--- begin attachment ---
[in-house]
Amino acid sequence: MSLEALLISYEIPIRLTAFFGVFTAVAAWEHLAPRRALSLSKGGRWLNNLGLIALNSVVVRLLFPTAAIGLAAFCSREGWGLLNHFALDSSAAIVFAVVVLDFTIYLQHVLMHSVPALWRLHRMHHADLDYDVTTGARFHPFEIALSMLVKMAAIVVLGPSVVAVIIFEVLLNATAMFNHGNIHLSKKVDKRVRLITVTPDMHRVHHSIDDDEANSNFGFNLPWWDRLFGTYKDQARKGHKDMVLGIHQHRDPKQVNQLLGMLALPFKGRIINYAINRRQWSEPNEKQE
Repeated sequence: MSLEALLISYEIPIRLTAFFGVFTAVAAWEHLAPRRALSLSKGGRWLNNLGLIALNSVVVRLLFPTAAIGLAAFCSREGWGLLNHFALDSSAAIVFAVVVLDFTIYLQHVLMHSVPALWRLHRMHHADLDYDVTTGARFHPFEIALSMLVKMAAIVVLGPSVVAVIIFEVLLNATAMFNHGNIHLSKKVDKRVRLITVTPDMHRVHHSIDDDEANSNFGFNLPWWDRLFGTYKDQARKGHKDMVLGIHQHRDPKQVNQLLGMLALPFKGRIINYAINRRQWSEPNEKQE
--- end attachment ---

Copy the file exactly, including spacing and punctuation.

[in-house]
Amino acid sequence: MSLEALLISYEIPIRLTAFFGVFTAVAAWEHLAPRRALSLSKGGRWLNNLGLIALNSVVVRLLFPTAAIGLAAFCSREGWGLLNHFALDSSAAIVFAVVVLDFTIYLQHVLMHSVPALWRLHRMHHADLDYDVTTGARFHPFEIALSMLVKMAAIVVLGPSVVAVIIFEVLLNATAMFNHGNIHLSKKVDKRVRLITVTPDMHRVHHSIDDDEANSNFGFNLPWWDRLFGTYKDQARKGHKDMVLGIHQHRDPKQVNQLLGMLALPFKGRIINYAINRRQWSEPNEKQE
Repeated sequence: MSLEALLISYEIPIRLTAFFGVFTAVAAWEHLAPRRALSLSKGGRWLNNLGLIALNSVVVRLLFPTAAIGLAAFCSREGWGLLNHFALDSSAAIVFAVVVLDFTIYLQHVLMHSVPALWRLHRMHHADLDYDVTTGARFHPFEIALSMLVKMAAIVVLGPSVVAVIIFEVLLNATAMFNHGNIHLSKKVDKRVRLITVTPDMHRVHHSIDDDEANSNFGFNLPWWDRLFGTYKDQARKGHKDMVLGIHQHRDPKQVNQLLGMLALPFKGRIINYAINRRQWSEPNEKQE